Today, we like our news spoon fed to us in 20 second sound bites. So we find our favorite websites and we scan the headlines, which themselves are scans of news stories. My favorite moment of the movie occurs on a discussion panel when David Carr holds up a printout of the home page of an "aggregator". Moments later he makes the point that without real reporters and news teams (like the NYT), this aggregator's home page would look quite different ... he then holds up that same home page with 90% of the stories cut out because their source is a real news organization.
Some attention is paid to Twitter and other social media outlets. This seems to be finally accepted by the reporters as being effective for two things: a delivery system for information and a grapevine with lightning speed. Of course, no verification is required for a "news" story to hit Twitter, and therein lies its limitation.
We get interviews from both Gay Talese and Carl Bernstein on the importance of news reporting. Evidence is provided through mentions of the Pentagon Papers, Wikileaks and Watergate. Judith Miller and Jayson Blair are topics that embarrassed and did significant damage to the industry ... but changes were adopted to (hopefully) prevent re occurrence. The News of the World scandal is too new to have made the film, but it certainly would have added a fascinating subtext to it.
The bankruptcy trail of so many newspapers is discussed, along with the possibility of this happening at The Times. Personally I wish more detail had been provided on the survival strategy of this institution. Since the release of the film, there has been a change in the Executive Editor position. Bill Keller, who is featured prominently in the morning meetings, has stepped down and been replaced by Jill Abramson. Ms. Abramson is charged with driving and building online presence and revenue. We should all be wishing her success as the world is a better place with The New York Times.
*** This review may contain spoilers ***
The news media has been undergoing a radical change in the last few years. The new media and the blogosphere is rapidly competing as a source of breaking news. Advertising revenue has fallen as much as 30 % in the past year for many of the leading newspapers. Many newspapers throughout the country have closed. It is rare to have two major newspapers even in a large city, let alone three of them. Filmmaker Andrew Rossi persuaded the venerable New York Times to let him spend close to a year to be essentially embedded, mostly in their New York headquarters, in order to make a documentary showing how they are carrying on their proud tradition in the face of all these changes. While he worked closely with his wife filmmaker Kate Novack, and a team of editors, it was Rossi alone who roamed the multi-leveled headquarters with his trusty camera on his shoulder. He was there when the WikiLeaks story broke and he was able to capture how the New York Times writers and editorial staff struggled with the ethics and ultimate decision to print the leaks and how they became part of the story. He was filming at the staff meetings when the writers and editors were trying to figure out if the war in Iraq was coming to an end because NBC was breaking a story about departing troops but it wasn't part of the US government announcements. The central character in the much of this documentary is NY Times writer David Carr who himself has a very colorful history, once being addicted to cocaine and now being a senior well respected, witty, crusty, very capable reporter who mostly covers media issues. The film shows us how he approached the big time story of the collapse of the well known Tribune media giant, its subsequent buyout by some non newspaper people who bled the organization, dismantled their ethical base and were running a corrupt unethical management team themselves. They ultimately resigned demonstrating the power and value of the New York Times, functioning at its best as it used all its resources to report this story. In the end we are quite enlightened about the changes in how we get our news and the choices we have. We are also quite impressed as we see the coming together in a working alliance of young new media people within the powerful "legacy" news organizations symbolized by the New York Times. Working side by side or cubicle to cubicle this new generation of Times men and women seem to be able to provide the leadership and a viable co-existence with the huge blogosphere that continues to grow. It is clear that everything will be different with each year or two and the concluding lines of the story have not yet been written, This documentary does capture this fascinating piece of evolving journalism in a verite style. It is somewhat choppy without a clear plot, which reflects the nature of the content. You may walk away from this film and say , "I sort of knew all this" but for certain you will not take David Carr and his colleagues for granted any more. (2011)FilmRap.net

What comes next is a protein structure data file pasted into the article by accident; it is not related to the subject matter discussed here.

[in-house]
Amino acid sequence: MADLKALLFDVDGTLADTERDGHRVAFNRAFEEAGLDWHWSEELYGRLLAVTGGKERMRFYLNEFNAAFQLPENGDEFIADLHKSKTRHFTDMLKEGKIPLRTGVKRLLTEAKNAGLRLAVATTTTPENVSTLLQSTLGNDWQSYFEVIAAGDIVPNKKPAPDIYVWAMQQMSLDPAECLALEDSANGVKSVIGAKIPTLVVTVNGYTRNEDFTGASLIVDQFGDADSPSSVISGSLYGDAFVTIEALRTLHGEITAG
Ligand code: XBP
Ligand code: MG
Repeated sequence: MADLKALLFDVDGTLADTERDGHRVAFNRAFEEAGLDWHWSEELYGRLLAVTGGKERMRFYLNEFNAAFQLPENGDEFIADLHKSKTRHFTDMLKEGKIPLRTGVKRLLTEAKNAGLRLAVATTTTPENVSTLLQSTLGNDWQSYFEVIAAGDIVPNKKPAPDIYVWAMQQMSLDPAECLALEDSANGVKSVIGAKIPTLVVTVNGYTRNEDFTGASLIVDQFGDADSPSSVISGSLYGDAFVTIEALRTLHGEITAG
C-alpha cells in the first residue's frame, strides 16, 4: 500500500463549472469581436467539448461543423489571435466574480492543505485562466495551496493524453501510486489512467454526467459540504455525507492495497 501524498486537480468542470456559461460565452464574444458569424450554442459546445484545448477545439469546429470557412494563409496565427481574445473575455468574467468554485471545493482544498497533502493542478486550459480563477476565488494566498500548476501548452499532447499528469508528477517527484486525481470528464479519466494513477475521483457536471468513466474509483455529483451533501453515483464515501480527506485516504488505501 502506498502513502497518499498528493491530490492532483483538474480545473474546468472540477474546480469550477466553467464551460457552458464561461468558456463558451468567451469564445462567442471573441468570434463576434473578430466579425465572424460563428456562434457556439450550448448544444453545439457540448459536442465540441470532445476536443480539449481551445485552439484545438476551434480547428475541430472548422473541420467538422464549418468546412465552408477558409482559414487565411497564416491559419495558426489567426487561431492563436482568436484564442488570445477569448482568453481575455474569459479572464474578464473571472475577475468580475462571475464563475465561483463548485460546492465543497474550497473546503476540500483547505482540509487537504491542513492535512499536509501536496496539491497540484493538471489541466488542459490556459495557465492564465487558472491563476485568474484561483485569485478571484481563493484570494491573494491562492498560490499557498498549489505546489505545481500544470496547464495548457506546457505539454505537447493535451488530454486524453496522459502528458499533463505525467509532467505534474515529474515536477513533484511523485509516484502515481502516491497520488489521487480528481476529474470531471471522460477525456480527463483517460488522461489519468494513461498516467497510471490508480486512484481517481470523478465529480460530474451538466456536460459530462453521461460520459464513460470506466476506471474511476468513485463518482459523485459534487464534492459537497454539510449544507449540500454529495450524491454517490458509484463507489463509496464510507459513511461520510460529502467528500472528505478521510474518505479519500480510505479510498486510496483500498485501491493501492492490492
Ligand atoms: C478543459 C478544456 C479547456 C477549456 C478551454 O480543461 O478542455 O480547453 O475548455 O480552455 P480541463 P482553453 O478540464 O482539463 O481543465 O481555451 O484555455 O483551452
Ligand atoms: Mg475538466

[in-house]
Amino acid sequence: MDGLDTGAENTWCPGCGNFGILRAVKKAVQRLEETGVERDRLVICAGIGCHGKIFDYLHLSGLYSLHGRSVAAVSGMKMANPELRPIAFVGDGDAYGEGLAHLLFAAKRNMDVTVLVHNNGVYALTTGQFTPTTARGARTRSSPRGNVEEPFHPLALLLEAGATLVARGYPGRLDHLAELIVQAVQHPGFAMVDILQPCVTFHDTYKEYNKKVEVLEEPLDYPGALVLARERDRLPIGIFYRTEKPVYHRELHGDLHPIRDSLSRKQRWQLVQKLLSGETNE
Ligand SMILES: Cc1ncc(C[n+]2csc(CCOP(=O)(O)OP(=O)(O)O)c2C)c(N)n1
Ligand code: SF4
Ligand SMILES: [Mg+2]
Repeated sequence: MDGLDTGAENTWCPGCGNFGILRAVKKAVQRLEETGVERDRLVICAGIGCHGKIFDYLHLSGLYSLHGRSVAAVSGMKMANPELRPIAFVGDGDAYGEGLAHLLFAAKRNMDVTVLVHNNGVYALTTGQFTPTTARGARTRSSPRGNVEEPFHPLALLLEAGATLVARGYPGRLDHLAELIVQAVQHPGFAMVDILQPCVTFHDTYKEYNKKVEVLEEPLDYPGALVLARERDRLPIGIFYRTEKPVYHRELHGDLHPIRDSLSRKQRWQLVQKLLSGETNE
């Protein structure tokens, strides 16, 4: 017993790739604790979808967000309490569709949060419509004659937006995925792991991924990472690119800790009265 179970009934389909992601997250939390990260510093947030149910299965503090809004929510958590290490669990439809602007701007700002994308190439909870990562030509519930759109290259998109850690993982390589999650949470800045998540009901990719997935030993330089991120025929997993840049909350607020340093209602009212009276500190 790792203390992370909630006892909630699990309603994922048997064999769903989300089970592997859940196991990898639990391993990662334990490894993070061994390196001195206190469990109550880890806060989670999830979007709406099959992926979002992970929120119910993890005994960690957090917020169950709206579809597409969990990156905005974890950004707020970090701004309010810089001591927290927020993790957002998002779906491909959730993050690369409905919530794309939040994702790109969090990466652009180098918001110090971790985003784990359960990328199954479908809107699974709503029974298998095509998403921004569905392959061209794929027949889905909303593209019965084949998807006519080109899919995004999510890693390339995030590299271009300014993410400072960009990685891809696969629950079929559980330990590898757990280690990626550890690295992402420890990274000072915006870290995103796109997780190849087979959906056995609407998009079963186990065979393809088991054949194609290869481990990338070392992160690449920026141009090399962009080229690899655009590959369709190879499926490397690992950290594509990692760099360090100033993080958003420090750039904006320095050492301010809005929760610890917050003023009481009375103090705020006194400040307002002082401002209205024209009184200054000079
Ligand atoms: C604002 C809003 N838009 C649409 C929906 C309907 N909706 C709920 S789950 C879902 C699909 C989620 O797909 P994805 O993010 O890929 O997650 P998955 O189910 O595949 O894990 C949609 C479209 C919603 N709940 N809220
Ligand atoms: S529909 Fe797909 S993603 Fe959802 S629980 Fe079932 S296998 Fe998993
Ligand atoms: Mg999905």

An interesting look behind the scenes at the venerable New York Times
newspaper that asks whether traditional newspapers can survive in an